Beginner To Expert Cardio Workouts You Can Do Anywhere

Last updated on : May 31 2022

Girls are working out.

Easy To Do Cardio Exercises For All Levels Of Fitness 

What cardio exercises do you like to do? Is working out regularly on the top of your to-do list? Are you looking to be healthier and sexier

If you're getting serious about cardio for the first time, where do you start? Perhaps cardio has been a part of your weekly exercise plan already. How can you mix up your cardio routine, so you don't get bored?

When it comes to fitness, not everyone exercises at the same pace. Some people are just starting, while others have been doing cardio and other exercises for much longer. 

Here are some different cardio exercises for beginner, intermediate, and advanced.

Cardio Exercises for Beginners.

If you're new to cardio, beginners should aim for 3 to 4 cardio workouts a week for 20 to 40 minutes each session. 

The Physical Activity Guidelines for Americans recommends 150 to 300 minutes a week of moderate-intensity or 75 to 150 minutes a week of vigorous-intensity aerobic exercise. 

personal trainer is often helpful when starting with any exercise. They can offer their training and expertise to help you get started. A trainer can teach you good form and be an encouragement when working out with or without gym equipment.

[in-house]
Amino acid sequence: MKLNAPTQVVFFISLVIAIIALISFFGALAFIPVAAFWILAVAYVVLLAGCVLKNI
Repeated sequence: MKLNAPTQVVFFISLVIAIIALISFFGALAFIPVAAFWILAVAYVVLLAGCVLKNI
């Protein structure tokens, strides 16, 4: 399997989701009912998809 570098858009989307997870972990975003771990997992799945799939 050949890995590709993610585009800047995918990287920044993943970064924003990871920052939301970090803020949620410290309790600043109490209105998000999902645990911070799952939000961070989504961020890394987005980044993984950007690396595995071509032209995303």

Here are some cardio exercises you can do as a beginner. 

20 Minute Elliptical Workout 

  • Start with an easy 5-minute warm-up. Then for the following sets of minutes:
  • Three minutes: Increase the elevation from 1 to 4. Keep your baseline resistance at 5 to 6.
  • Two minutes: Increase the resistance from 6 to 7.  
  • Three minutes: Decrease resistance back to a baseline of 5 to 6.
  • Two minutes: Increase the resistance from 6 to 7.
  • Five minutes: Decrease resistance back to a cooldown pace of 4 to 5.

Incline Treadmill Workouts

  • Warm up with a brisk walk for 10 minutes. Start at a meager pace and increase intensity gradually each minute.  
  • Walk at speed between 3.0 and 4.0 mph. Increase the incline every minute, starting at zero and ending at 15, the maximum gradient you should go. 
  • It's also okay to stop at an incline that's comfortable for you, between seven and 10.
  • Once you reach your maximum incline, go back down every minute until zero.
  • Cool down with a five- to eight-minute easy walk, followed by stretching.

Or do your Cardio Workouts at home.

Do each exercise eight times. Then, follow the directions to repeat and rest.

  • Jumping jacks
  • Squats
  • Step-out burpees
  • Push-ups
  • Repeat two times, then rest for one minute.
  • Repeat three times, then rest for two minutes
  • Repeat four times, then cool down.

Move 1: Jumping Jack

  1. Stand up straight, hands by your sides.
  2. Jump your feet a few feet apart and raise your hands over your head.
  3. Jump your feet back together and lower your hands to your sides.

Move 2: Squats

  1. Stand with feet hip-width apart.
  2. Bend your knees and hinge your hips back as if sitting in a chair, keeping your weight heavy in your heels.
  3. Lower until your thighs are parallel to the floor (or as far as your mobility allows).
  4. Stand back up, squeezing your glutes (butt) at the top.

Move 3: Step-Out Burpees

  1. Stand up straight with feet shoulder-width apart.